The Hard Root Beer Trend: Not Your Father’s Root Beer vs. Coney Island Hard Root Beer

Among the beer trends we’ve seen blow up in 2015 is the emergence of so-called hard root beers. It began with Not Your Father’s Root Beer (which should also be labeled “Not Your Kid’s Root Beer”) from Pabst/Phusion, I mean Small Town Brewery. Recently Sam Adams, I mean Coney Island Brewing (which is owned by Sam Adams parent company) released their own Hard Root Beer. And not to be outdone, Anheuser-Busch will soon be releasing their own version, Best Damn Root Beer.

There’s plenty to be wary about with all of these beers. The story of Small Town Brewery is rather fishy to me, and you can read more about it here. Pardon me if I’m a little skeptical that the same company that produces Four Loko, Mike’s Hard Lemonade and Smirnoff Ice is also “brewing” Not Your Father’s Root Beer. And when cases upon cases are stacked on the floor of nearly every grocery store in town, it’s hard to buy their “small town” shtick.

I recently tried Not Your Father’s Root Beer (5.9% ABV) side by side with Coney Island’s Hard Root Beer (5.8% ABV). And, BS stories aside, here are my thoughts.

Not Your Father's Root Beer vs. Coney Island Hard Root Beer
Not Your Father’s Root Beer vs. Coney Island Hard Root Beer

Both look like root beer when poured. The carbonation isn’t quite what you’d see out of a soda fountain root beer, but then again, it isn’t really supposed to be quite that carbonated. Both smell of vanilla. Lots of vanilla, with some licorice to boot. The NYFRB tastes like root beer at first. Very sweet root beer, but still, you could certainly mistake it for Barq’s or Dad’s or A&W. The finish is a little off, and that’s where the alcohol burn comes through. But the main thing I find is just how sweet this is. After a few sips, the sweetness actually begins to get a little off putting. Or a lot off putting by the end of the 12 ounce glass.

The Coney Island version wasn’t quite as sweet as the NYFRB. It was more like a beer with vanilla and root beer flavors, but there was something that was still a little off to me. It took me a while, but then it hit me about halfway through the glass. It had a distinct toothpaste flavor, specifically Pepsodent. You know, this stuff:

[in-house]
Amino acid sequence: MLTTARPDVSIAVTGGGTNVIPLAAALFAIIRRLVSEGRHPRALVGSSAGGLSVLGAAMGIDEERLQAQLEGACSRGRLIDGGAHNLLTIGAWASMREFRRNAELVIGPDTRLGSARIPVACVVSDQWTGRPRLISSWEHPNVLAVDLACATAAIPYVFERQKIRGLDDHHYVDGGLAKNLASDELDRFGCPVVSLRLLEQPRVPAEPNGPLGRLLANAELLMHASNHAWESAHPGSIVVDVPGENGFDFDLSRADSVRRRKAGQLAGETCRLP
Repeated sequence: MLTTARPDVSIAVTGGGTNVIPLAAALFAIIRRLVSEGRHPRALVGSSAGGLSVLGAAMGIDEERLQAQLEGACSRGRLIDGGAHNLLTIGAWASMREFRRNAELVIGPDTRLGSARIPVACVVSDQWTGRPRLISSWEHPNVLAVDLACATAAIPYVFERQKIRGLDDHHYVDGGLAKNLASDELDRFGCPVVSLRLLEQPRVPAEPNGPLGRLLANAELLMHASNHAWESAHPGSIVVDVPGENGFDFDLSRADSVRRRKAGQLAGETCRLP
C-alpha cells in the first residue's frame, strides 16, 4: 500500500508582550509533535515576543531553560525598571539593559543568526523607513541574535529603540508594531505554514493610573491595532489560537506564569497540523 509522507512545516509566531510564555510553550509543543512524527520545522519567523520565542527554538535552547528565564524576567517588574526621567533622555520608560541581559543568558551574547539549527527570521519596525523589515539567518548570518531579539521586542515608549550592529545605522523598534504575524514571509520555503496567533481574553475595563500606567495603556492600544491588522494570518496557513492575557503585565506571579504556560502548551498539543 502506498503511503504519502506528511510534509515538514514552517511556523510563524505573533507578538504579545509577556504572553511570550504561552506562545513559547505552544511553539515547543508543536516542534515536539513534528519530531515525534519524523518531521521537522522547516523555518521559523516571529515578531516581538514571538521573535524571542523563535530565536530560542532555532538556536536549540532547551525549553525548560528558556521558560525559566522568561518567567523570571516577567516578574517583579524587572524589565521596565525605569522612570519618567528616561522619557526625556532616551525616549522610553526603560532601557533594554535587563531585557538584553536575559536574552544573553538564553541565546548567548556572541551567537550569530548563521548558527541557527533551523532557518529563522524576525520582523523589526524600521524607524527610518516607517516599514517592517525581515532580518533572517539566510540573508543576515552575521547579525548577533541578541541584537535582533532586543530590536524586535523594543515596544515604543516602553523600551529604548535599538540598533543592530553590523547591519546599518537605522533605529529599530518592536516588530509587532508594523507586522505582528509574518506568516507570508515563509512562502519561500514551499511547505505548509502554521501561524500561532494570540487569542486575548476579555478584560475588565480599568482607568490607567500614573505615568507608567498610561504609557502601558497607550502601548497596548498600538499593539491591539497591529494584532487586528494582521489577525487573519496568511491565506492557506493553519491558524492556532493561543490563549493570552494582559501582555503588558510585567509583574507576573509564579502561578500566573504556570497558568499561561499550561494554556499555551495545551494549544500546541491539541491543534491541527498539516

It was immediately ruined for me. Done.

But hey, maybe you’ll like it.

For me, I can enjoy the Not Your Father’s Root Beer in very small doses. My wife tends to enjoy it, so I’ll take a few sips of hers, which ends of being plenty for me. I can’t really say I’ll drink either of these very often.

What are your thoughts on these? Let me know in the comments below.


7 thoughts on “The Hard Root Beer Trend: Not Your Father’s Root Beer vs. Coney Island Hard Root Beer

  1. As I have just come to try both of these brands. I’m not a beer drinker as it’s too bitter. The NYFRB is a sweeter taste which can be a lil off after a bit. The Coney Island tasted like diet RootBeer to me which kinda turned me to it. So out of the 2, I’d lean more towards the NYFRB.

  2. Apparently you don’t attempt to do any research on the breweries that you write product reviews of. If I were Small Town I’d be a little offended by the “schtick” comment. Just because a small brewery has success does not mean they’re trying to pull one over on you. Wauconda, Il is not exactly a booming city and the brewery only makes their root beers and a couple other brews…completely not affiliated with any of the beverages you named. Hard to take your reviews or website seriously with such nonsense and unprofessional ways. Curious as to how you came up with the specific brands you suggest Small Town being linked to, just the first that came to mind?

Leave a Reply

Fill in your details below or click an icon to log in: Logo

You are commenting using your account. Log Out /  Change )

Google photo

You are commenting using your Google account. Log Out /  Change )

Twitter picture

You are commenting using your Twitter account. Log Out /  Change )

Facebook photo

You are commenting using your Facebook account. Log Out /  Change )

Connecting to %s